Director puts Tahoe in spotlight |

Director puts Tahoe in spotlight

William Ferchland

Sacramento native and Tahoe visitor Joe Carnahan, center, wrote and directed "Smokin' Aces" with the South Shore in mind. Carnahan and crew were at Tahoe for two weeks in October 2005. Ryan Reynolds, left, and Ray Liotta, right, are among the film's stars. (Universal Pictures)

What if Frank Sinatra decided to be a mob boss?

Joe Carnahan turned the thought of the swooner who hung out at Tahoe’s North Shore into the idea for “Smokin’ Aces,” an R-rated action flick soaked with comedy from an all-star cast set in Stateline and South Lake Tahoe.

The Sacramento native wanted Tahoe as one of the main environments in his film for its beauty and its casinos.

Carnahan described Tahoe as where the “gaming industry took a dump in God’s country.”

The main character in the film, Jeremy Piven, plays a Las Vegas magician who escapes to South Shore after agreeing to snitch on the Mafia for the FBI.

In his mind, Carnahan, 37, thought South Shore worked perfectly for its tendency to have aging acts, or A-list performers at the twilight of their careers.

Recommended Stories For You

In addition, the spacing of Horizon and its across-the-street neighbor, MontBleu, allowed for scenes suitable for Carnahan’s vision. One scene in the previews for “Smokin’ Aces” has a hit woman firing a gigantic sniper gun from Horizon to a section of MontBleu, renamed the Nomad in the movie.

Carnahan and crew spent two weeks in South Shore filming in October 2005. The casino was still Caesars but it was going through a sale.

The world of crime fascinates Carnahan. According to the Internet Movie Database, Carnahan has six movies he’s written and five he’s directed, including “Smokin’ Aces.” His last big screen production was 2002’s “Narc,” starring Ray Liotta and Jason Patric.

His upcoming projects include “Bunny Lake is Missing” with Reese Witherspoon and the sequel to “L.A. Confidential” called “White Jazz” with George Clooney. Another project is the story around drug czar Pablo Escobar’s death.

“I love it because I’m really fascinated with moral ambiguity with people not being really good or bad,” he said.

In “Smokin’ Aces,” there seems to be plenty of good and mostly bad. FBI agents, Mafia members and prostitutes dot the movie. The “Smokin’ Aces” cast listed on the Internet Movie Database Web site list includes character descriptions such as “Pistol” Pete Deeks, bikini babe, strip club owner, pimply casino employee, call girl and victim #2.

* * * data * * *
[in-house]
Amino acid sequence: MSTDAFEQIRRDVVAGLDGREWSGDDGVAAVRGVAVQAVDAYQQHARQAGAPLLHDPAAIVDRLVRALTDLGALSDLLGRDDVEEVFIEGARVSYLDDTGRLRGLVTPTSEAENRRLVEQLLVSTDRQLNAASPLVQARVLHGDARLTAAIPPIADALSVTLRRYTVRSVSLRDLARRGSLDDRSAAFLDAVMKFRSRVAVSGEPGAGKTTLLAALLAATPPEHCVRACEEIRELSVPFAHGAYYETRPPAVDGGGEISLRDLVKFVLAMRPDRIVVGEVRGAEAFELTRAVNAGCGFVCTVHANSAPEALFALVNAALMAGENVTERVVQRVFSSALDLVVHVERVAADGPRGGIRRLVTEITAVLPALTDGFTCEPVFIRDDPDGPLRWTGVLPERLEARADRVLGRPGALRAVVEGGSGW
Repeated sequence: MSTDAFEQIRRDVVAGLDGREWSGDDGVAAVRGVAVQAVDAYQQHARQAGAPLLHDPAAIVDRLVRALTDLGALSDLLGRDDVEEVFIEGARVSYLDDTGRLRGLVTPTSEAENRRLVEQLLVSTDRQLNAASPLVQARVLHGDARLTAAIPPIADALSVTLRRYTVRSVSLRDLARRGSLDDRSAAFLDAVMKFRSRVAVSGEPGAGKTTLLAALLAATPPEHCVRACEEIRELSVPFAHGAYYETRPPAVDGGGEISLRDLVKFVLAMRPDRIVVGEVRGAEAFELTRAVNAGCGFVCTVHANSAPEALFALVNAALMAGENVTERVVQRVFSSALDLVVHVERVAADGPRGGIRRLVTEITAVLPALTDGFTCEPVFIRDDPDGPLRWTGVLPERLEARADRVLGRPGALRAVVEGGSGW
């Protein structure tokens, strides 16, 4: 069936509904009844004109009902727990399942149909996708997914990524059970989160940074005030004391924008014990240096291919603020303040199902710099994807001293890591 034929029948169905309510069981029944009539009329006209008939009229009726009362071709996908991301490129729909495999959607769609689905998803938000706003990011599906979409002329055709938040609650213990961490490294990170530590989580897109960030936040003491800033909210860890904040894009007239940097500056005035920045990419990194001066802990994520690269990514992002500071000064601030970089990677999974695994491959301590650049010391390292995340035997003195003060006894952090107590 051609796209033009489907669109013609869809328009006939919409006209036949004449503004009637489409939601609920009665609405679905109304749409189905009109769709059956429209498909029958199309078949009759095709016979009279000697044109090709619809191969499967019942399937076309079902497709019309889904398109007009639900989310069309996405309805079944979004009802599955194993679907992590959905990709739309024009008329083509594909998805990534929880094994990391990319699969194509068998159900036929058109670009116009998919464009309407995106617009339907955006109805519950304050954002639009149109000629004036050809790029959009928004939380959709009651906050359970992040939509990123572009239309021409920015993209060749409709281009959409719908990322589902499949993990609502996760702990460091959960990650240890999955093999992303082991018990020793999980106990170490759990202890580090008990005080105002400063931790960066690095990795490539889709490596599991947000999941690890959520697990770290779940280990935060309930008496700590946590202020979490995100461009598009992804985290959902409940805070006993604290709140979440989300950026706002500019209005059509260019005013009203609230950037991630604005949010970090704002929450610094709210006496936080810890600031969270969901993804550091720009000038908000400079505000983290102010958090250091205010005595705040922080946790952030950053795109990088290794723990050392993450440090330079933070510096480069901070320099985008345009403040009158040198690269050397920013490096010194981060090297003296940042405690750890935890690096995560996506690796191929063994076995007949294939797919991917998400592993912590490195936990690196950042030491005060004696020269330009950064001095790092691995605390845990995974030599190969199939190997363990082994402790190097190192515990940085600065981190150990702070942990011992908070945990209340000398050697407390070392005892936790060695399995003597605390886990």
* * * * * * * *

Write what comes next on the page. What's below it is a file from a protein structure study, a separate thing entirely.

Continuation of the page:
Sometimes the art mirrored reality. Carnahan recalled actor Ben Affleck, who plays a hit man, playing blackjack in one of the casinos and loaning his father money.

Another time Carnahan and friends were at Vex in Harrah’s Lake Tahoe. For some reason, the bouncers were trying to get Carnahan out of the club. The director mentioned it to someone in his circle, a 6-foot-5-inch-tall weapons expert, and Carnahan’s crew “walked the bouncers out of club,” he said.

Reportedly there are plaques on the walls in the theater department of the Solano Community College in Fairfield celebrating its successful alum.

“I got really lucky,” Carnahan said. “I knew early on what I wanted to do … I thought I had an amazing film program.”

One of his early mentors was Roger Vail, a teacher st Sacramento State University’s art department. Contacted via e-mail, Vail said time has caused vague memories of Carnahan.

“I had very limited contact with Joe while he was a student and don’t really have any specific memories except that he was very enthusiastic and serious about film,” Vail stated. “I appreciate his reference to me and am very gratified that I might have been helpful to him. I saw ‘Narc’ when it came out and liked it very much.”

Tahoe’s good fellas:

Go back to article